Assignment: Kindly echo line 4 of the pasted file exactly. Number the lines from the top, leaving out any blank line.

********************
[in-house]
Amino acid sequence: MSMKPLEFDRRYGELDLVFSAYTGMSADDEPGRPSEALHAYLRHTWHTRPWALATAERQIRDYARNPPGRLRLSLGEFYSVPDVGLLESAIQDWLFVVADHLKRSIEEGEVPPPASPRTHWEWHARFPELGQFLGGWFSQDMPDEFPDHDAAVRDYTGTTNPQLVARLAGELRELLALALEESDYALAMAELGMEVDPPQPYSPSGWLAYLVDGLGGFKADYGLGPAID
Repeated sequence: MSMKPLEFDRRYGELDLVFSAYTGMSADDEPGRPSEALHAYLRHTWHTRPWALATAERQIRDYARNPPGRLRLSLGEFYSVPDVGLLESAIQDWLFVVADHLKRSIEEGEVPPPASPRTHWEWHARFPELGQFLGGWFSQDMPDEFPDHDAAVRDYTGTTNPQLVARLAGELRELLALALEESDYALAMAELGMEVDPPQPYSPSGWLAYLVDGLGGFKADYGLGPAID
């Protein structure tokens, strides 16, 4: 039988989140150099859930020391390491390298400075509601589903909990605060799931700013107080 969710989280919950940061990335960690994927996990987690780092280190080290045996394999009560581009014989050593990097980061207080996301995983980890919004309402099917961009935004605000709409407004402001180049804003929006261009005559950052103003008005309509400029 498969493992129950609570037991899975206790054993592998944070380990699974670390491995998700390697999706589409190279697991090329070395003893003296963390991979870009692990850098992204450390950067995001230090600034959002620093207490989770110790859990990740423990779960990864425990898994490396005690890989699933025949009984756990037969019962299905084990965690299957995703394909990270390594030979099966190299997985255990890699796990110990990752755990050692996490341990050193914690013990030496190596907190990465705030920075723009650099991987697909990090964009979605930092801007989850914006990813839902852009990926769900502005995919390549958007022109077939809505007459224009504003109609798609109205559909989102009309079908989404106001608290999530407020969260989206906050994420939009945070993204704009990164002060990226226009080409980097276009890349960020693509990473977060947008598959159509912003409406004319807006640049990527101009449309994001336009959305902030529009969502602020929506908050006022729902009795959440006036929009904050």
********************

């Protein structure tokens, strides 16, 4: 039988989140150099859930020391390491390298400075509601589903909990605060799931700013107080 969710989280919950940061990335960690994927996990987690780092280190080290045996394999009560581009014989050593990097980061207080996301995983980890919004309402099917961009935004605000709409407004402001180049804003929006261009005559950052103003008005309509400029 498969493992129950609570037991899975206790054993592998944070380990699974670390491995998700390697999706589409190279697991090329070395003893003296963390991979870009692990850098992204450390950067995001230090600034959002620093207490989770110790859990990740423990779960990864425990898994490396005690890989699933025949009984756990037969019962299905084990965690299957995703394909990270390594030979099966190299997985255990890699796990110990990752755990050692996490341990050193914690013990030496190596907190990465705030920075723009650099991987697909990090964009979605930092801007989850914006990813839902852009990926769900502005995919390549958007022109077939809505007459224009504003109609798609109205559909989102009309079908989404106001608290999530407020969260989206906050994420939009945070993204704009990164002060990226226009080409980097276009890349960020693509990473977060947008598959159509912003409406004319807006640049990527101009449309994001336009959305902030529009969502602020929506908050006022729902009795959440006036929009904050």